**[0017]**The success of the oil and gas exploration depends, on a proper survey design to meet the requirement of the target structure. Reliability of seismic data is controlled by accurate migration of seismic data and by correct interpretation. Success of the exploration program depends on the selection of a potential location to drill. The success of exploration starts with the selection of appropriate areal extent for the 3-D seismic survey. Insufficient areal extent would result in a wasted 3-D survey and drilling dry holes costing hundreds of thousands to millions of dollars. This method is a valuable tool for effectively modeling the structure, and for estimating the areal extent. This areal extent parameter forms the basis of a reliable 3-D survey design. This method shows the crossing contours and their location on the recording surface. The crossing contours provide quality control for migration and interpreted structure maps.

**[0018]**2. Discussion of the Prior Art

**[0019]**Normal incident linear and curved ray tracing have been used in geophysical exploration since the early 1900s. References to curved ray are Sheriff and Geldart (1995), Telford et al (1976), Dobrin (1976), and Nettleton (1940). In addition, contours, contour maps, dip maps, structure maps and cross-sections are routinely used by geoscientists in oil and gas exploration. Following are some of the patents on subject matter related to this method:

**[0020]**U.S. Pat. No. 4,415,999, "Method of Confirming Seismic Data Interpretation", issued to George P. Moeckel et al., describes an improved method of generating synthetic seismograms : "An improved method of generating synthetic seismograms for use in determining the accuracy of hypothesized subterranean structures is disclosed. The method features defining hypothesized detector locations corresponding to real detector locations rather than interpolating from arbitrary detector locations generated by specifying of initial ray path angles as input data. The accuracy of the results is improved by elimination of interpolation".

**[0021]**U.S. Pat. No. 4,679,174, "Method for seismic lithologic modeling", issued to Valery A. Gelfand, describes a method of lithologic modeling as: "A method of seismic exploration of the subsurface of the earth. Seismic reflection data are gathered in a selected area. The seismic data are combined with available non-seismic data to define an initial two-dimensional lithologic model. Based upon the initial model, a set of synthetic seismic data is generated. The degree of correspondence between the set of synthetic reflection data and the gathered seismic data is determined. The initial model-parameters are systematically perturbed during a series of iterations until a desired degree of correspondence has been achieved, resulting in a final lithologic model."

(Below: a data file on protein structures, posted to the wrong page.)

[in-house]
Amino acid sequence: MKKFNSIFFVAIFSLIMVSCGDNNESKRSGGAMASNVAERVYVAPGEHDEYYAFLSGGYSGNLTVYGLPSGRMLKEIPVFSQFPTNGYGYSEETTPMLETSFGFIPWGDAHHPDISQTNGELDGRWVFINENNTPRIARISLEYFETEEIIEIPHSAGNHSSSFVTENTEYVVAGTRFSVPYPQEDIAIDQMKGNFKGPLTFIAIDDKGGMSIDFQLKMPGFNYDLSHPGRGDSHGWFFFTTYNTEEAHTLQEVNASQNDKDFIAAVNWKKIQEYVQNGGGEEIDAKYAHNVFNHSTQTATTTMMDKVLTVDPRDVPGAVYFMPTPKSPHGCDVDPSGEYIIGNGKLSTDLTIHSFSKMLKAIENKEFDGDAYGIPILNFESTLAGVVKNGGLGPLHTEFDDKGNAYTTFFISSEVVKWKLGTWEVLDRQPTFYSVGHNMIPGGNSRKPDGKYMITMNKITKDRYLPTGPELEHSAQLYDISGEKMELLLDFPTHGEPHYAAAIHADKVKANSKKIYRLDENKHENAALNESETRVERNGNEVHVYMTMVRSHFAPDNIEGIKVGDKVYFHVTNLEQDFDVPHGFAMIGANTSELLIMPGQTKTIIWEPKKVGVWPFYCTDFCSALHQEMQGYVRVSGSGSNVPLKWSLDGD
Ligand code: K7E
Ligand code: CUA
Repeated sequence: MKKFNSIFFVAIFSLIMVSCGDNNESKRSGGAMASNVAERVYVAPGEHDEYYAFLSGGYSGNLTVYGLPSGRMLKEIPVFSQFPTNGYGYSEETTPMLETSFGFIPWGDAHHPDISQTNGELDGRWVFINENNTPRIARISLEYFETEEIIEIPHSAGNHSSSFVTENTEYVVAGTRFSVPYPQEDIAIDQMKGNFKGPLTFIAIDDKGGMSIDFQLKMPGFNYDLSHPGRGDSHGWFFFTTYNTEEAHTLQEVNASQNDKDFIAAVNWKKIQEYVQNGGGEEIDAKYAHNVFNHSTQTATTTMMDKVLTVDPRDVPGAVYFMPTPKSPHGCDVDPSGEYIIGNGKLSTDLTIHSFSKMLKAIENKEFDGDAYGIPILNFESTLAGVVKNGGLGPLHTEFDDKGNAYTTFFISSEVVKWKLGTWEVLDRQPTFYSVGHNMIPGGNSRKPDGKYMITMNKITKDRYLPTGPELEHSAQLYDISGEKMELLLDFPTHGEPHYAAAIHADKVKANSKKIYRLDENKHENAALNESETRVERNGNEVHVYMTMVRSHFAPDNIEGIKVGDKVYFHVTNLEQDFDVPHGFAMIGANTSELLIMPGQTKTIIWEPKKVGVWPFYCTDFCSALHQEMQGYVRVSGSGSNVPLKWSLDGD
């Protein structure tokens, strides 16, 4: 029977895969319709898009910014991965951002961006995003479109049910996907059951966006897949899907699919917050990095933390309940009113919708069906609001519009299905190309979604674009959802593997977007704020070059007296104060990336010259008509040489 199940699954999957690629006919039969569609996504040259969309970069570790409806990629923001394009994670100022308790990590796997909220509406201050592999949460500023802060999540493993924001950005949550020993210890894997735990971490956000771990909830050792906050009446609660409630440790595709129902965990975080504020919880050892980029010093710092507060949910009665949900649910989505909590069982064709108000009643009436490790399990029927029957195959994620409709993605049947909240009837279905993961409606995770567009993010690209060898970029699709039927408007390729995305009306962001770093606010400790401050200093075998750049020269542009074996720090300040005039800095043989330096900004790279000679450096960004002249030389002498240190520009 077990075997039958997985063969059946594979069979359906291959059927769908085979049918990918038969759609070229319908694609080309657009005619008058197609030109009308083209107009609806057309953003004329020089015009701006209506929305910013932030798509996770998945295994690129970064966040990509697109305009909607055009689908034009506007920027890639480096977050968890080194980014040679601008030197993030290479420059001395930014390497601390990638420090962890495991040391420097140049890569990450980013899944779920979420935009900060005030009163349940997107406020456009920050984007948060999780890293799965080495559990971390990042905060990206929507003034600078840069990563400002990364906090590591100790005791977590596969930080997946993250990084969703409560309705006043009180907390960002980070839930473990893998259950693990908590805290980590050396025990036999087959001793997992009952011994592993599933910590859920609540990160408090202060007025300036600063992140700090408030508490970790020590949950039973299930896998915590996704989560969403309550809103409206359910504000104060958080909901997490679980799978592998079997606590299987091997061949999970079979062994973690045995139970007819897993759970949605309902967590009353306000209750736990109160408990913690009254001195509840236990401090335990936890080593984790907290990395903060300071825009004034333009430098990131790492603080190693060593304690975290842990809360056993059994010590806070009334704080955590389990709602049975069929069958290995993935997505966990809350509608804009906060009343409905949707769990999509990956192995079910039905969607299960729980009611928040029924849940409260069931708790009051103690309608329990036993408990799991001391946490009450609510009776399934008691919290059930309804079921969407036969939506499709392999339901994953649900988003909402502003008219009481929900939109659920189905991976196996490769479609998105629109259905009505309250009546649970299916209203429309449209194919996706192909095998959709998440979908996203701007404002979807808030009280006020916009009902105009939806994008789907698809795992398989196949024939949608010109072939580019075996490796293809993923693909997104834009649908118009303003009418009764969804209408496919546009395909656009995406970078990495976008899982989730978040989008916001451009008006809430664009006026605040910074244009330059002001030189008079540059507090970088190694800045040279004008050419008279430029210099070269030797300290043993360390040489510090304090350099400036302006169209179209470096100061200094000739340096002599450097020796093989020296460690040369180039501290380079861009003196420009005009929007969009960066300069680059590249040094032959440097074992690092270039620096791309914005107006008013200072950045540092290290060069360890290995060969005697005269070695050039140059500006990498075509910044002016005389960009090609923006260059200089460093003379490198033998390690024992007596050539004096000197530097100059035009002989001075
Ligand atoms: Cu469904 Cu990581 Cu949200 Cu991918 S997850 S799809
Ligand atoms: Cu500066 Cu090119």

**[0022]**U.S. Pat. No. 4,766,574, "Method for Depth Imaging Multicomponent Seismic Data", issued to Norman D. Whitmore, Jr. et al., describes a method for imaging multicomponent seismic data as: "The present invention relates generally to a method of geophysical exploration and more particularly to a novel method for imaging multicomponent seismic data to obtain better depth images of the earth's subsurface geological structure as well as better estimates of compressional and shear wave interval velocities. In particular, measures are obtained of imparted seismic wavefields incident on reflecting interfaces in the earth's subsurface and of resulting seismic wavefields scattered therefrom. The incident and scattered seismic wavefields are employed to produce time-dependent reflectivity functions representative of the reflecting interfaces. By migrating the time-dependent reflectivity functions, better depth images of the reflecting interfaces can be obtained. For a dyadic set of multicomponent seismic data, the dyadic set of multicomponent seismic data are partitioned so as to separate the variously coupled incident and reflected wavefields in the recorded multicomponent seismic data. The incident and reflected wavefields are cross-correlated to form time-dependent reflectivity functions. The time-dependent reflectivity functions are then iteratively migrated according to a model of wavefield velocities of propagation to obtain better estimates of the compressional and shear wave interval velocity. The migrated reflectivity functions can then be stacked to produce better depth images of the earth's subsurface geological structures."